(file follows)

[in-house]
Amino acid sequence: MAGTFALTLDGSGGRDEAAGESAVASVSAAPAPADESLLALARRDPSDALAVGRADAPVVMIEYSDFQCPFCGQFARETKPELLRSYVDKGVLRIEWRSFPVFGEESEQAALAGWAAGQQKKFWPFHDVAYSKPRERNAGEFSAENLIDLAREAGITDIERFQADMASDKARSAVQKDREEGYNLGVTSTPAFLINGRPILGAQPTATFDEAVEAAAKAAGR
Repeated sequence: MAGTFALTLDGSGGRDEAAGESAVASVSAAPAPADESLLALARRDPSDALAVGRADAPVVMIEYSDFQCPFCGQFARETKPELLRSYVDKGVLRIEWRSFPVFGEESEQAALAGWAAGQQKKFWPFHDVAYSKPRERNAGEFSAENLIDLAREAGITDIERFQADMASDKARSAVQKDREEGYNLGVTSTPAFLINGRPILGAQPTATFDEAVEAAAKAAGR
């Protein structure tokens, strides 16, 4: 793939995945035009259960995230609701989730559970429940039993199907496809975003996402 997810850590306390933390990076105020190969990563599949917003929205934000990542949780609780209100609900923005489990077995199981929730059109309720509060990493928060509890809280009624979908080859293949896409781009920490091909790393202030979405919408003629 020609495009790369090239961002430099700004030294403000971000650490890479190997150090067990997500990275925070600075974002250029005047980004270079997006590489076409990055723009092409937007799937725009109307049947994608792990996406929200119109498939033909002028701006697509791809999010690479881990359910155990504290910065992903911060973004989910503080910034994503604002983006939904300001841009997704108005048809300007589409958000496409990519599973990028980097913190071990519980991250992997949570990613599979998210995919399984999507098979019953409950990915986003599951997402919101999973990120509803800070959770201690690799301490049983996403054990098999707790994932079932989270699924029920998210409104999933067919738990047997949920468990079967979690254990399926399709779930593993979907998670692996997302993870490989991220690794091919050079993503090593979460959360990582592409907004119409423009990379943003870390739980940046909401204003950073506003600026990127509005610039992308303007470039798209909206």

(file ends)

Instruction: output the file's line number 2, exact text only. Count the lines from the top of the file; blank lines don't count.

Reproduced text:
Amino acid sequence: MAGTFALTLDGSGGRDEAAGESAVASVSAAPAPADESLLALARRDPSDALAVGRADAPVVMIEYSDFQCPFCGQFARETKPELLRSYVDKGVLRIEWRSFPVFGEESEQAALAGWAAGQQKKFWPFHDVAYSKPRERNAGEFSAENLIDLAREAGITDIERFQADMASDKARSAVQKDREEGYNLGVTSTPAFLINGRPILGAQPTATFDEAVEAAAKAAGR